Samuel Breidbart and David Schlussel: Climate Diplomacy and the Poor

Indian Environment Minister Jairam Ramesh urged Hillary Clinton to back off on climate change mandates when the two met in New Delhi last month. "There is simply no case for the pressure that we, who have amongst the lowest emissions per capita, face to actually reduce emissions," Ramesh brazenly told the secretary of state. Not quite the Bollywood ending Mrs. Clinton was expecting. Certainly not the ending desired by scientists and policymakers as they look ahead to December's Climate Conference in Copenhagen as a last-chance-dance for a meaningful international accord. But Bret Stephens, the former editor of the Jerusalem Post, sees the Clinton-Ramesh exchange as a perfect outcome for an unsuspecting group: the billions of humans living on less than $2 a day. “The poor told the warming alarmists to get lost," he writes in his August 4 Wall Street Journal column, describing Ramesh's shut down of Clinton, whose climate policy, Stephens believes, will threaten India’s access to the free market.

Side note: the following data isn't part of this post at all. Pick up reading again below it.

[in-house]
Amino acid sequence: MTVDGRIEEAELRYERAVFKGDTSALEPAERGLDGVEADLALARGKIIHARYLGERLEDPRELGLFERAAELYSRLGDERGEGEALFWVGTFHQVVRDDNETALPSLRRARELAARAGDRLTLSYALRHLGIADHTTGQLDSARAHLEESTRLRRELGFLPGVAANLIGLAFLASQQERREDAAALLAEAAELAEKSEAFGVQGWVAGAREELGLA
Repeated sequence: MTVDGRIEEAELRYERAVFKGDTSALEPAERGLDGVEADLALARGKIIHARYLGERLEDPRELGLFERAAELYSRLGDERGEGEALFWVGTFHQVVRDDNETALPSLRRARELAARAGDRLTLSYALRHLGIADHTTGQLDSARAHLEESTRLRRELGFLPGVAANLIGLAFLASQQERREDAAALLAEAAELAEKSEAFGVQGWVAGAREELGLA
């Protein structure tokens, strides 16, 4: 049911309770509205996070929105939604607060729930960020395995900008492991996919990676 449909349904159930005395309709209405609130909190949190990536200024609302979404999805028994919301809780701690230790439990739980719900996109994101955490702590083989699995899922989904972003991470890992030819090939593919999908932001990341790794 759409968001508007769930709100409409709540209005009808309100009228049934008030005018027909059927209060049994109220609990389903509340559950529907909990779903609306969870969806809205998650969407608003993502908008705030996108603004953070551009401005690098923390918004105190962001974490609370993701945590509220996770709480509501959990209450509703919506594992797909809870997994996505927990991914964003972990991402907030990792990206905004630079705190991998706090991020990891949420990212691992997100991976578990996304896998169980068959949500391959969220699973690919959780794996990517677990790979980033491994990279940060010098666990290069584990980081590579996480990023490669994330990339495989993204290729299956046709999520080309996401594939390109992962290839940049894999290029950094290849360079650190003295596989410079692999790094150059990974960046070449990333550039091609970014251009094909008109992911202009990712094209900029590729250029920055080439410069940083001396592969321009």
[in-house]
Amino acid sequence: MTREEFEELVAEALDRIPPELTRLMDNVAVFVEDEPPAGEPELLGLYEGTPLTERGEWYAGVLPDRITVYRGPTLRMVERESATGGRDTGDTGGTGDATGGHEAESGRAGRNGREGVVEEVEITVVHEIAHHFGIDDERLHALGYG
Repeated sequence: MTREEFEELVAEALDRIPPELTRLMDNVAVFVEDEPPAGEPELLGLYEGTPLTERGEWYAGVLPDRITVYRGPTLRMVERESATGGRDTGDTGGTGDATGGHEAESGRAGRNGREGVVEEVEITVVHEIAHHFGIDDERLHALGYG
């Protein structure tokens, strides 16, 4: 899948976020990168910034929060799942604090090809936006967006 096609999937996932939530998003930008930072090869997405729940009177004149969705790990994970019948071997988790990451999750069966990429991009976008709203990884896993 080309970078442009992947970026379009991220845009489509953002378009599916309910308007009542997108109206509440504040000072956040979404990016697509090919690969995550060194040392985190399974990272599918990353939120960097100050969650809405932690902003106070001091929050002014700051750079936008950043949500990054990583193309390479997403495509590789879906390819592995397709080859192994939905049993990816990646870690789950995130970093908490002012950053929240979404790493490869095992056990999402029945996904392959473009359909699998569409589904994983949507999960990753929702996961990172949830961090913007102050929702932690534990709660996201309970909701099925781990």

Frank Spring: Transatlantic Defense for the 21st Century